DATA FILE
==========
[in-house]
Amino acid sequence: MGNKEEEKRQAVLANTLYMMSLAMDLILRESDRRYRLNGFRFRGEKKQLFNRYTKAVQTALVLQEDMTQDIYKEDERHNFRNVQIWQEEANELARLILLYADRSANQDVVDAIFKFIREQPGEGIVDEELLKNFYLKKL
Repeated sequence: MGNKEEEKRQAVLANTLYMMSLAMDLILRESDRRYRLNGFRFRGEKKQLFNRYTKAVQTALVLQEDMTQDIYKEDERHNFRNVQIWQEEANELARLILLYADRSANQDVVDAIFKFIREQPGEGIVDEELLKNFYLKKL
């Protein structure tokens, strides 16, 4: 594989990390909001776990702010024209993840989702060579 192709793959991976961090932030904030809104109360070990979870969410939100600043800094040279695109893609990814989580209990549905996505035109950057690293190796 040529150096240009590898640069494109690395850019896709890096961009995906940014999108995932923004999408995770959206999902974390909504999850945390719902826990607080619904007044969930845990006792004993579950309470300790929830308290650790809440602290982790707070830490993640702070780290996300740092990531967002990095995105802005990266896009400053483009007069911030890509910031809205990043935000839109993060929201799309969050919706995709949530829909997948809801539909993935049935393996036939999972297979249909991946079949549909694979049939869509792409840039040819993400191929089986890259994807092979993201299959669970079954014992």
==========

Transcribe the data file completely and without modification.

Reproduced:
[in-house]
Amino acid sequence: MGNKEEEKRQAVLANTLYMMSLAMDLILRESDRRYRLNGFRFRGEKKQLFNRYTKAVQTALVLQEDMTQDIYKEDERHNFRNVQIWQEEANELARLILLYADRSANQDVVDAIFKFIREQPGEGIVDEELLKNFYLKKL
Repeated sequence: MGNKEEEKRQAVLANTLYMMSLAMDLILRESDRRYRLNGFRFRGEKKQLFNRYTKAVQTALVLQEDMTQDIYKEDERHNFRNVQIWQEEANELARLILLYADRSANQDVVDAIFKFIREQPGEGIVDEELLKNFYLKKL
């Protein structure tokens, strides 16, 4: 594989990390909001776990702010024209993840989702060579 192709793959991976961090932030904030809104109360070990979870969410939100600043800094040279695109893609990814989580209990549905996505035109950057690293190796 040529150096240009590898640069494109690395850019896709890096961009995906940014999108995932923004999408995770959206999902974390909504999850945390719902826990607080619904007044969930845990006792004993579950309470300790929830308290650790809440602290982790707070830490993640702070780290996300740092990531967002990095995105802005990266896009400053483009007069911030890509910031809205990043935000839109993060929201799309969050919706995709949530829909997948809801539909993935049935393996036939999972297979249909991946079949549909694979049939869509792409840039040819993400191929089986890259994807092979993201299959669970079954014992």